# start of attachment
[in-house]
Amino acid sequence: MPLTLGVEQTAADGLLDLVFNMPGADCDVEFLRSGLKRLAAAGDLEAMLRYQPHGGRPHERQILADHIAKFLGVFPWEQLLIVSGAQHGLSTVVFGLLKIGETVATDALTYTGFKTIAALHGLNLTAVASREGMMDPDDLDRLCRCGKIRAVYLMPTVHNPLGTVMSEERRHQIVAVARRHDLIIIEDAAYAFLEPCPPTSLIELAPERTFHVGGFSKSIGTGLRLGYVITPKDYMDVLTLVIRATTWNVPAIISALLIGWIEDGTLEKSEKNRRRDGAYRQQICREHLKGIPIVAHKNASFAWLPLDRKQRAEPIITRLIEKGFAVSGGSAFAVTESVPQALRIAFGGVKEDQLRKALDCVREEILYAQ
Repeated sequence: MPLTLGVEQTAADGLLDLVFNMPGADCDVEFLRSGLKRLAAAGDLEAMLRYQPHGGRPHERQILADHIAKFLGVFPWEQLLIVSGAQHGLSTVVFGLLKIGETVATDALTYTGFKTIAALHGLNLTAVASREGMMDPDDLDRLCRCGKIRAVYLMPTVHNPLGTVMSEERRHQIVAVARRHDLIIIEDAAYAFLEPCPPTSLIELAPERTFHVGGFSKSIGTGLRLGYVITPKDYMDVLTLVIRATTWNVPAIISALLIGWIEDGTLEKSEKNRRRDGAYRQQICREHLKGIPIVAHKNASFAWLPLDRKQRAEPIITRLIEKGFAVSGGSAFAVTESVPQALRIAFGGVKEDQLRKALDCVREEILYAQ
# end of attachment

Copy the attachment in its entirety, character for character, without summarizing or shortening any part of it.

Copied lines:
[in-house]
Amino acid sequence: MPLTLGVEQTAADGLLDLVFNMPGADCDVEFLRSGLKRLAAAGDLEAMLRYQPHGGRPHERQILADHIAKFLGVFPWEQLLIVSGAQHGLSTVVFGLLKIGETVATDALTYTGFKTIAALHGLNLTAVASREGMMDPDDLDRLCRCGKIRAVYLMPTVHNPLGTVMSEERRHQIVAVARRHDLIIIEDAAYAFLEPCPPTSLIELAPERTFHVGGFSKSIGTGLRLGYVITPKDYMDVLTLVIRATTWNVPAIISALLIGWIEDGTLEKSEKNRRRDGAYRQQICREHLKGIPIVAHKNASFAWLPLDRKQRAEPIITRLIEKGFAVSGGSAFAVTESVPQALRIAFGGVKEDQLRKALDCVREEILYAQ
Repeated sequence: MPLTLGVEQTAADGLLDLVFNMPGADCDVEFLRSGLKRLAAAGDLEAMLRYQPHGGRPHERQILADHIAKFLGVFPWEQLLIVSGAQHGLSTVVFGLLKIGETVATDALTYTGFKTIAALHGLNLTAVASREGMMDPDDLDRLCRCGKIRAVYLMPTVHNPLGTVMSEERRHQIVAVARRHDLIIIEDAAYAFLEPCPPTSLIELAPERTFHVGGFSKSIGTGLRLGYVITPKDYMDVLTLVIRATTWNVPAIISALLIGWIEDGTLEKSEKNRRRDGAYRQQICREHLKGIPIVAHKNASFAWLPLDRKQRAEPIITRLIEKGFAVSGGSAFAVTESVPQALRIAFGGVKEDQLRKALDCVREEILYAQ